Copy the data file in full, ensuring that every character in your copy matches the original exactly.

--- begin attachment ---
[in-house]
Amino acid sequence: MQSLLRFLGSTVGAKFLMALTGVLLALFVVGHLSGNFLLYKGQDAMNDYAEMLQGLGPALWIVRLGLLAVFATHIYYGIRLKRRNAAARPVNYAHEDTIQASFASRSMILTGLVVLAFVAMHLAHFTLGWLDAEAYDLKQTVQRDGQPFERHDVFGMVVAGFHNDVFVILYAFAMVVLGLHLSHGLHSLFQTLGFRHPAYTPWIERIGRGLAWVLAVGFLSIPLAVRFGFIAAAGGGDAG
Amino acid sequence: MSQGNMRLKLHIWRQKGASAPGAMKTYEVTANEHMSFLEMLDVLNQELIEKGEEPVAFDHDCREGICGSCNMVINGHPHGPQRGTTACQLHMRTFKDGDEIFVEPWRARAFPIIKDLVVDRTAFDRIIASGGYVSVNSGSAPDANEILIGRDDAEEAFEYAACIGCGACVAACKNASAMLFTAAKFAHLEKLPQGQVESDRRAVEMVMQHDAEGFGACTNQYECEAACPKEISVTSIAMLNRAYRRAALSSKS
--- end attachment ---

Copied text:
[in-house]
Amino acid sequence: MQSLLRFLGSTVGAKFLMALTGVLLALFVVGHLSGNFLLYKGQDAMNDYAEMLQGLGPALWIVRLGLLAVFATHIYYGIRLKRRNAAARPVNYAHEDTIQASFASRSMILTGLVVLAFVAMHLAHFTLGWLDAEAYDLKQTVQRDGQPFERHDVFGMVVAGFHNDVFVILYAFAMVVLGLHLSHGLHSLFQTLGFRHPAYTPWIERIGRGLAWVLAVGFLSIPLAVRFGFIAAAGGGDAG
Amino acid sequence: MSQGNMRLKLHIWRQKGASAPGAMKTYEVTANEHMSFLEMLDVLNQELIEKGEEPVAFDHDCREGICGSCNMVINGHPHGPQRGTTACQLHMRTFKDGDEIFVEPWRARAFPIIKDLVVDRTAFDRIIASGGYVSVNSGSAPDANEILIGRDDAEEAFEYAACIGCGACVAACKNASAMLFTAAKFAHLEKLPQGQVESDRRAVEMVMQHDAEGFGACTNQYECEAACPKEISVTSIAMLNRAYRRAALSSKS